I have come to the disturbing realization that most of the higher education establishment is dragging its heels on technology, and instead of being out in front of education (as we should be) and leading innovation, we spend our days hunched over the yellowed pages of bygone syllabi or lost in the netherworld of Learning Management Systems.

I can’t tell you how many times I have begged fellow faculty members to just take a quick look at what Google Drive can do, or how to use Zotero in the classroom.

It is difficult to explain to “Dean Scowl” (a.k.a. almost any Dean I have ever met) how important it is that I have adequate WIFI in my classroom so my students can build a PLN in Twitter, when Dean Scowl has never used Twitter (and doesn’t want to), doesn’t know what a PLN is (and doesn’t want to know), and spends our valuable 15 minutes together lecturing me on the importance of student confidentiality and the danger of using the internet.  Sigh.

EdTech-Higher Ed Edition

It was liberating, to say the least, to know that there is such a thing as a “Technology Coach” in K12, that those Technology Coaches are making real change possible in our school systems, and that both faculty and students are demonstrating daily (not just lecturing) that learning is a life-long process of: [innovate-attempt | innovate-fail | innovate-succeed | Repeat].  I would love to know when Technology Coaches are going to become something in the PostSecondary (i.e. HigherEd) world.  (I have the distinct impression that my skill-set is about five years ahead of the jobs–unfortunately!).

The Problem of Differentiation in Higher Education

There are two problems with differentiation in Higher Education:  One is that Higher Ed frowns on anyone who is out of their “niche,” . . . and the other is that the niches are ill-defined.

Let me explain.  First, I am always out of my niche (you guessed that, right?).  I’m SUPPOSED to be an English Professor. That means, of course, I should concern myself with literature and writing . . . but there is the problem.  Literature and writing have spilled out beyond the pages of books and onto screens.  It Continue reading →

Mesopotamia: Lost Civilizations

In order to prepare us for our first discussion of World Literature, I would like you to have some context of not only the history of the literature, but the way in which that information was collected.

You will find that context in this Time-Life Video: Mesopotamia: Lost Civilizations.

It is approximately 50 minutes long, and will represent your first homework assignment of the semester:

New York Times Article For Discussion Board #2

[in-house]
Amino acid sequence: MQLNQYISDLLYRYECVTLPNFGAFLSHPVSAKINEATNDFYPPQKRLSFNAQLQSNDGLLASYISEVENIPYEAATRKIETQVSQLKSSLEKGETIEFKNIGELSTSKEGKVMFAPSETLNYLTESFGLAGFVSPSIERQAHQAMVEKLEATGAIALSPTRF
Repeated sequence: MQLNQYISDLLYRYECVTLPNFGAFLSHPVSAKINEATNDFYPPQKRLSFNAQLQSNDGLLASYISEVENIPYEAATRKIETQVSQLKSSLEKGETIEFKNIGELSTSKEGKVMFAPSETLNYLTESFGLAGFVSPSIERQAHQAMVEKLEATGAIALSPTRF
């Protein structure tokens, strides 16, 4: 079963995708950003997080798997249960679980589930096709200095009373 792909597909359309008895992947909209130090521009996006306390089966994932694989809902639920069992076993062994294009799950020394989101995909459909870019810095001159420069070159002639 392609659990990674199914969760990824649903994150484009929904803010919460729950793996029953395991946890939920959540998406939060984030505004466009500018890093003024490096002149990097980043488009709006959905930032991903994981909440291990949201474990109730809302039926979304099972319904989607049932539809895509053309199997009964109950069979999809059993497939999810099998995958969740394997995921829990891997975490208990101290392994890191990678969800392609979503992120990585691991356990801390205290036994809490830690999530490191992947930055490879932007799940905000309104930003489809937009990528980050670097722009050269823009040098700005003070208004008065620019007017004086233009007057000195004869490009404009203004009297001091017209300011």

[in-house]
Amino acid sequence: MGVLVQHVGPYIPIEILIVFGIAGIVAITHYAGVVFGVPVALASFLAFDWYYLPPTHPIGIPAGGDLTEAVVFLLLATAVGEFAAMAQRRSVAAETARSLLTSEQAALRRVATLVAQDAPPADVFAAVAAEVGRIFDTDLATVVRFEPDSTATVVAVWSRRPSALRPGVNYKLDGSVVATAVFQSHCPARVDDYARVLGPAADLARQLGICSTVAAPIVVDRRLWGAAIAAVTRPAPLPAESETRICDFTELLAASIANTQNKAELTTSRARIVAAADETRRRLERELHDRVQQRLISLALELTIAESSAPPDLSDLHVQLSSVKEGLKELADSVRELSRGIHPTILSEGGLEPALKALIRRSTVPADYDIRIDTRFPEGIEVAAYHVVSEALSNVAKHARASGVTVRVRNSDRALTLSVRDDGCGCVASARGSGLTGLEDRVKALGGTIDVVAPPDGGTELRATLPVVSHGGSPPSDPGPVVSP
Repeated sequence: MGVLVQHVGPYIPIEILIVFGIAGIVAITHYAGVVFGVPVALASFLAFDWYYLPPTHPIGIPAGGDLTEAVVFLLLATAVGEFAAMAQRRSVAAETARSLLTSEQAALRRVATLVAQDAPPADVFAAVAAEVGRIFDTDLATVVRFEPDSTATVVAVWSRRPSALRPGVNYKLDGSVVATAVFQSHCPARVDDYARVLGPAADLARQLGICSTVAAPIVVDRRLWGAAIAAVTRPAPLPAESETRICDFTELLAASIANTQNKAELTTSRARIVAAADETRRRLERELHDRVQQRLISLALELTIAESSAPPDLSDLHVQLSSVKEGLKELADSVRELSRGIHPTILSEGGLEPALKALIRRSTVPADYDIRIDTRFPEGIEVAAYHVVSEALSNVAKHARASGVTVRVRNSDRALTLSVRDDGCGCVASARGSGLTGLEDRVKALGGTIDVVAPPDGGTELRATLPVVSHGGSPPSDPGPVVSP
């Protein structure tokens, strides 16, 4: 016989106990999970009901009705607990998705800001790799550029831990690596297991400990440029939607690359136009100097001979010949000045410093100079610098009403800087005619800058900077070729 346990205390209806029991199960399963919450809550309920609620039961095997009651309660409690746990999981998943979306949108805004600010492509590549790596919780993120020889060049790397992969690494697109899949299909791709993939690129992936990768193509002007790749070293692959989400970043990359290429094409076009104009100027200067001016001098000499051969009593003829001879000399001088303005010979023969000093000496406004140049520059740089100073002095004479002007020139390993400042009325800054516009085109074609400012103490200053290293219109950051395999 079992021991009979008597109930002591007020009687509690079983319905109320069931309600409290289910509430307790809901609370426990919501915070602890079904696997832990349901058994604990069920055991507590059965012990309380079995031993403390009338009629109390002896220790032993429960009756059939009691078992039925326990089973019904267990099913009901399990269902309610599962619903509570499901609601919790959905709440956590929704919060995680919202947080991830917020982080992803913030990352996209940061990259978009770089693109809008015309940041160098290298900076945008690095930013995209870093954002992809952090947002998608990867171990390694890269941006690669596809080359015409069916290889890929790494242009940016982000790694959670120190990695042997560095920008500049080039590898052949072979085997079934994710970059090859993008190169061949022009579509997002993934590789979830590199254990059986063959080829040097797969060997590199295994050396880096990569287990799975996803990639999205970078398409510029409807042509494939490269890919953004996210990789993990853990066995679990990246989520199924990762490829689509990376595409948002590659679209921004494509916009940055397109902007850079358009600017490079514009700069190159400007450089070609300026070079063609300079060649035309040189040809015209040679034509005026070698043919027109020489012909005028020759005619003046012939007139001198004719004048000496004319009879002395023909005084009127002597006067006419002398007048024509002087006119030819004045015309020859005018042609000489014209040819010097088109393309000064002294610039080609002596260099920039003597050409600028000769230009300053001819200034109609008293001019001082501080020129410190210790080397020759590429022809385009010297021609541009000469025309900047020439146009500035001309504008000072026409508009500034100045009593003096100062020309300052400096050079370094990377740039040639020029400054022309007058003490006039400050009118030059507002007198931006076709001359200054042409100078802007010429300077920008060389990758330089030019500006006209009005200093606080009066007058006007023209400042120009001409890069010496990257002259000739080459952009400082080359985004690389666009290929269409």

Plagiarism Lines Blur for Students in Digital Age

At Rhode Island College, a freshman copied and pasted from a Web site’s frequently asked questions page about homelessness — and did not think he needed to credit a source in his assignment because the page did not include author information.

At DePaul University, the tip-off to one student’s copying was the purple shade of several paragraphs he had lifted from the Web; when confronted by a writing tutor his professor had sent him to, he was not defensive — he just wanted to know how to change purple text to black.

And at the University of Maryland, a student reprimanded for copying from Wikipedia in a paper on the Great Depression said he thought its entries — unsigned and collectively written — did not need to be credited since they counted, essentially, as common knowledge.

Professors used to deal with plagiarism by admonishing students to give credit to others and to follow the style guide for citations, and pretty much left it at that.

But these cases — typical ones, according to writing tutors and officials responsible for discipline at the three schools who described the plagiarism — suggest that many students simply do not grasp that using words they did not write is a serious misdeed.

It is a disconnect that is growing in the Internet age as concepts of intellectual property, copyright and originality are under assault in the unbridled exchange of online information, say educators who study plagiarism. Continue reading →

Discussion Board #2: 9:25 Class

Please comment on the plagiarism Article from the New York Times.  Your comments should be based upon personal experience and opinion, and should be at least 100 words long for full credit.

Video for PreTest


Here’s the link:

Discussion Board–1:40


Most of you can’t get on InSite yet, so I am posting this discussion board to my blog.

What do you think is the purpose of an Origin Story?  Please use at least two examples from the reading to back up what you say.

Please answer in a comment to this post that is at least 100 words long.  Make sure you include your name so I can give you credit.

Discussion Board–12:15


Most of you can’t get on InSite yet, so I am posting this discussion board to my blog.

How do you think Origin Stories affect a culture?  Please use at least two examples from the reading to back up what you say.

Please answer in a comment to this post that is at least 100 words long.  Make sure you include your name so I can give you credit.